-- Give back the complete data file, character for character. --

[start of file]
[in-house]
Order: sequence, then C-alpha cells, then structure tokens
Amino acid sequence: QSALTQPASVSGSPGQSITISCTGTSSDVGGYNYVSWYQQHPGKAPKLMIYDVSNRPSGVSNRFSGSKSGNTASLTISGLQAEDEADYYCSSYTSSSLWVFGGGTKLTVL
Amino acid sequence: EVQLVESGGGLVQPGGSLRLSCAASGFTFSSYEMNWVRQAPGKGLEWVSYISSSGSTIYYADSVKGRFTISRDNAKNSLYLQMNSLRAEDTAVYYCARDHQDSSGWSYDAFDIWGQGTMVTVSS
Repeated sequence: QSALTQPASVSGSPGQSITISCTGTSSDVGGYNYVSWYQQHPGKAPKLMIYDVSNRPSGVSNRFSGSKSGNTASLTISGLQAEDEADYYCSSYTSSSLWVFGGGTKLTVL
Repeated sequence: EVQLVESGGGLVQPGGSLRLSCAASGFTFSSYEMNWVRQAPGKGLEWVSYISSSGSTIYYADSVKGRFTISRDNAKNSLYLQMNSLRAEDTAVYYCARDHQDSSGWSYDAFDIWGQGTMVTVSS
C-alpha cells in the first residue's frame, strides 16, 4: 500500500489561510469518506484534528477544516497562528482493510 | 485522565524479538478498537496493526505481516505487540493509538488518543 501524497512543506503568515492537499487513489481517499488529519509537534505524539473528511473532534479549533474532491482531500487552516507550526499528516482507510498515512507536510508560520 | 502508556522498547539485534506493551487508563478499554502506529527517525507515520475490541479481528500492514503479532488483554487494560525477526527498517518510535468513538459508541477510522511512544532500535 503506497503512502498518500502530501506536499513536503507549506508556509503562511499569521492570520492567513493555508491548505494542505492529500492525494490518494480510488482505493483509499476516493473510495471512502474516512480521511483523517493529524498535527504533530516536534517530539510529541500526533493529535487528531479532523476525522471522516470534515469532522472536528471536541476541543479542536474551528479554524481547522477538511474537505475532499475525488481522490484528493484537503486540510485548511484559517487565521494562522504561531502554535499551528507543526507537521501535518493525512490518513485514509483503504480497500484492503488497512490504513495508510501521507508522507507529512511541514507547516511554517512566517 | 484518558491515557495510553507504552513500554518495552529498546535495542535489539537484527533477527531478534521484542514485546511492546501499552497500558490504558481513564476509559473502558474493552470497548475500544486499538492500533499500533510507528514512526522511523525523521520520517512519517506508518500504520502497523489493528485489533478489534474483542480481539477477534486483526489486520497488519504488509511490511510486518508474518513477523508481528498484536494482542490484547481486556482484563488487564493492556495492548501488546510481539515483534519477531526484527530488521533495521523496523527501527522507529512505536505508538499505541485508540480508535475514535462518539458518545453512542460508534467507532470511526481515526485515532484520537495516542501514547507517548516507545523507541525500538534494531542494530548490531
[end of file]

[in-house]
Order: sequence, then C-alpha cells, then structure tokens
Amino acid sequence: QSALTQPASVSGSPGQSITISCTGTSSDVGGYNYVSWYQQHPGKAPKLMIYDVSNRPSGVSNRFSGSKSGNTASLTISGLQAEDEADYYCSSYTSSSLWVFGGGTKLTVL
Amino acid sequence: EVQLVESGGGLVQPGGSLRLSCAASGFTFSSYEMNWVRQAPGKGLEWVSYISSSGSTIYYADSVKGRFTISRDNAKNSLYLQMNSLRAEDTAVYYCARDHQDSSGWSYDAFDIWGQGTMVTVSS
Repeated sequence: QSALTQPASVSGSPGQSITISCTGTSSDVGGYNYVSWYQQHPGKAPKLMIYDVSNRPSGVSNRFSGSKSGNTASLTISGLQAEDEADYYCSSYTSSSLWVFGGGTKLTVL
Repeated sequence: EVQLVESGGGLVQPGGSLRLSCAASGFTFSSYEMNWVRQAPGKGLEWVSYISSSGSTIYYADSVKGRFTISRDNAKNSLYLQMNSLRAEDTAVYYCARDHQDSSGWSYDAFDIWGQGTMVTVSS
C-alpha cells in the first residue's frame, strides 16, 4: 500500500489561510469518506484534528477544516497562528482493510 | 485522565524479538478498537496493526505481516505487540493509538488518543 501524497512543506503568515492537499487513489481517499488529519509537534505524539473528511473532534479549533474532491482531500487552516507550526499528516482507510498515512507536510508560520 | 502508556522498547539485534506493551487508563478499554502506529527517525507515520475490541479481528500492514503479532488483554487494560525477526527498517518510535468513538459508541477510522511512544532500535 503506497503512502498518500502530501506536499513536503507549506508556509503562511499569521492570520492567513493555508491548505494542505492529500492525494490518494480510488482505493483509499476516493473510495471512502474516512480521511483523517493529524498535527504533530516536534517530539510529541500526533493529535487528531479532523476525522471522516470534515469532522472536528471536541476541543479542536474551528479554524481547522477538511474537505475532499475525488481522490484528493484537503486540510485548511484559517487565521494562522504561531502554535499551528507543526507537521501535518493525512490518513485514509483503504480497500484492503488497512490504513495508510501521507508522507507529512511541514507547516511554517512566517 | 484518558491515557495510553507504552513500554518495552529498546535495542535489539537484527533477527531478534521484542514485546511492546501499552497500558490504558481513564476509559473502558474493552470497548475500544486499538492500533499500533510507528514512526522511523525523521520520517512519517506508518500504520502497523489493528485489533478489534474483542480481539477477534486483526489486520497488519504488509511490511510486518508474518513477523508481528498484536494482542490484547481486556482484563488487564493492556495492548501488546510481539515483534519477531526484527530488521533495521523496523527501527522507529512505536505508538499505541485508540480508535475514535462518539458518545453512542460508534467507532470511526481515526485515532484520537495516542501514547507517548516507545523507541525500538534494531542494530548490531